According to existing research, blue appears to be the dominating brand colour in many industries — from communications to pharmaceuticals. Whereas purple and orange are the last preferred. Possibly because they are rare in nature — making people feel that these colours are artificial.


Feeling blue red

Experimental studies on workplace design conducted by the University of Texas, found that even though people associate blue with depression (just as the saying goes)their feelings of sadness were actually higher in the predominantly red office than the blue or green ones. So, when you are depressed, you are probably feeling red.

Men are from Mars, women are from Venus and we also all feel differently about colours. Male workers reported higher rates of depression and anger in the brighter layout, and females felt this way about the lower saturated colour premises. An easy problem to solve if your team is homogeneous, but what if it’s not? Probably, a balance between the two extremes is a way out — plain base with bright accents would work here.

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Colours and productivity

Which colours boost productivity? Most people note that they find white the least distracting, but is it really so? The data collected by the University of Texas showed a different pattern — people in white settings made more errors than those working in other surroundings. So, you might want to reconsider using too much white in a room for detail-oriented teams, like accounting. In fact, employees made the most mistakes in the light-coloured offices — such as beige, yellow, and light-grey, compared to darker environments.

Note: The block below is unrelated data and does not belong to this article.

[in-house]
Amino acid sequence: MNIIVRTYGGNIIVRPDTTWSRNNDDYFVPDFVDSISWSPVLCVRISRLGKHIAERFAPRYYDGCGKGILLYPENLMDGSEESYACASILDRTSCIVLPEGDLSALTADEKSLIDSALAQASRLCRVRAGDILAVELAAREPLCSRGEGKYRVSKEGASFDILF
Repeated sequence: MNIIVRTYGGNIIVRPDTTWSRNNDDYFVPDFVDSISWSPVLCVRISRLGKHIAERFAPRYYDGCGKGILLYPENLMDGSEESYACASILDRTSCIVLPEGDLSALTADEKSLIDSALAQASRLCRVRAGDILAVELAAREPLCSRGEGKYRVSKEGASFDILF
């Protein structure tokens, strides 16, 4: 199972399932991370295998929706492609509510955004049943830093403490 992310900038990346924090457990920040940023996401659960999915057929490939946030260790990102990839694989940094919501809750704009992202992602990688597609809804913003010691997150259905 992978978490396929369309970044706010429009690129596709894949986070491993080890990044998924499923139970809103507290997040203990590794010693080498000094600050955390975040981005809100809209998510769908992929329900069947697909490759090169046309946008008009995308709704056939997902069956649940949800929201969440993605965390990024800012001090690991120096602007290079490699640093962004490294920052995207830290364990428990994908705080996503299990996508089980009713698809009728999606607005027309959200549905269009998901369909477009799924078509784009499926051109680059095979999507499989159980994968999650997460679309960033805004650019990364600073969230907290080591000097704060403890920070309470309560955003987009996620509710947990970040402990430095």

Another factor to consider for detail-driven jobs is consistency — the change of visual scenery is said to lower the concentration and cause more faults. In this case, it is advisable to keep the same colour scheme throughout all working zones.

To date, there is no unanimous opinion as per the impact of colour on employee productivity, which is understandable. Working processes are so complex that it’s simply impossible to track whether a drop or increase in efficiency was caused by visual stimuli or other factors. However, there is a consensus that a colourful workplace tends to enhance performance more than a workplace with an achromatic scheme. For instance, a balance between cold and warm colours in the design shows a positive impact on team productivity.

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So, does office colour matter?

Yes! But it’s not the only factor to consider when designing a workplace. Every office is a blend of different personalities and tastes, that have to be thoroughly studied to match the design with their needs. Colour is a primary instrument in this process, but not the only one. The level of its influence is not equally significant for everyone. People with high screening abilities are more affected by the visual stimuli, while low-screeners don’t consider colour setting to be that crucial.

New call-to-actionIf you are designing a new workplace, it would be interesting to keep Angela Wright’s research in mind. Define which personalities will be using the space and adjust your colour scheme accordingly. Creating a fit-for-all interior poses a challenge for employers and architects. The ultimate goal is a universal design with maximum flexibility, that can be tailored to individual preferences. Workplace aesthetics should not compromise its comfort — and colour choice is no exception here.